O3D – Google's 3D JavaScript API

I've been dying to talk about this since last summer when I joined the trusted testers programme, but the public release has finally arrived. Google has released an Open Source JavaScript API for creating interactive 3D graphics in the browser called O3D. It is currently a browser plugin for Internet Explorer, Firefox, Safari, and Chrome that works on Windows, Mac OS X, and Linux – but Google would ultimately like to see native support in browsers.
Although Google have been working on this project for two years, they're billing this as an early release as "part of a conversation with the broader developer community about establishing an open web standard for 3D graphics". With reference to Khronos' Initiative to Create Open Royalty Free Standard for Accelerated 3D on the WebMatt Papakipos (Engineering Director at Google) has previously said "with more and more content moving to the web and JavaScript getting faster every day, the time is right to create an open, general purpose API for accelerated 3D graphics on the web. Google looks forward to offering its expertise in graphics and web development to this discussion".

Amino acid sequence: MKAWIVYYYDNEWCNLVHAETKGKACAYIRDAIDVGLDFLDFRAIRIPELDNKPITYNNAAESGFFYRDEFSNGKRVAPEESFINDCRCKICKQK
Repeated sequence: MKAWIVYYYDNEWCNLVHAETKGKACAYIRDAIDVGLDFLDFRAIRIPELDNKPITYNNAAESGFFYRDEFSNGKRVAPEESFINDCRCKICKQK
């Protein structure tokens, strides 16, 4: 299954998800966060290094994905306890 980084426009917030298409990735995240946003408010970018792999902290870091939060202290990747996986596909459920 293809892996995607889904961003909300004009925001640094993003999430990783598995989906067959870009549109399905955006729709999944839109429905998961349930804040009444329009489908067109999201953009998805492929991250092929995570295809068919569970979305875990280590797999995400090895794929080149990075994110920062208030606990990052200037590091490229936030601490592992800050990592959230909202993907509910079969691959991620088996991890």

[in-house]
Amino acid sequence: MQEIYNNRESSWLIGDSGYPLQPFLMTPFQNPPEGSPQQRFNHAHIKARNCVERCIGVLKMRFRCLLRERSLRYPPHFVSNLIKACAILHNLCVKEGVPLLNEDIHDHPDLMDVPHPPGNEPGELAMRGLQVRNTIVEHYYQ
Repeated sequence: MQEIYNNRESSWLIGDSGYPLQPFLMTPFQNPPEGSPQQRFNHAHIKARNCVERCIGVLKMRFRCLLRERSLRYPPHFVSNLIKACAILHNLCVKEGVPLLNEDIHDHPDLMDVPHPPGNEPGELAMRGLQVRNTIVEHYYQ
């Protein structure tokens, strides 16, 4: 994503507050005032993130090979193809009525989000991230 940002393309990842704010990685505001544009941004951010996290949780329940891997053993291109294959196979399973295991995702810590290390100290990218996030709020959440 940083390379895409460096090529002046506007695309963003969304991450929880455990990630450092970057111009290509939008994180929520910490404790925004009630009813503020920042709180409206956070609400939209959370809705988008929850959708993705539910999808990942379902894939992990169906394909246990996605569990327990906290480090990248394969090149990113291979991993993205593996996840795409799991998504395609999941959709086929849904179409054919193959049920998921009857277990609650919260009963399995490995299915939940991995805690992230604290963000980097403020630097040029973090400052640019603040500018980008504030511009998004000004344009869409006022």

CNET article on O3D also quotes Papakipos. 'Google believes that it's possible that multiple 3D interfaces will be supported in browsers of the future. "Ultimately, there's going to be at least two," Papakipos said, pointing out that 2D graphics in the browser has two technologies at present, SVG and Canvas'. Having personally discussed X3D with Matt Papakipos, I have high hopes that he may be referring to X3D here, or perhaps a derivative of X3D. When I discussed X3D with members of the O3D team (known internally by a different name) last summer, they said they didn't know a great deal about X3D at the time, but they seemed to have some reservations about parts of the standard – apparently enough to warrant taking their own approach to the problem.
I am encouraging Web3D Consortium members to engage in this discussion. As Google has recently become a browser vendor and a member of the Khronos group, I would also be interested to hear the consortium's views on Google's recent release. Their new API is yet another example of an imperative approach in contrast with X3D's declarative approach.
Please note that I am not currently an employee of Google, I was only an intern there last summer, any opinions expressed are my own.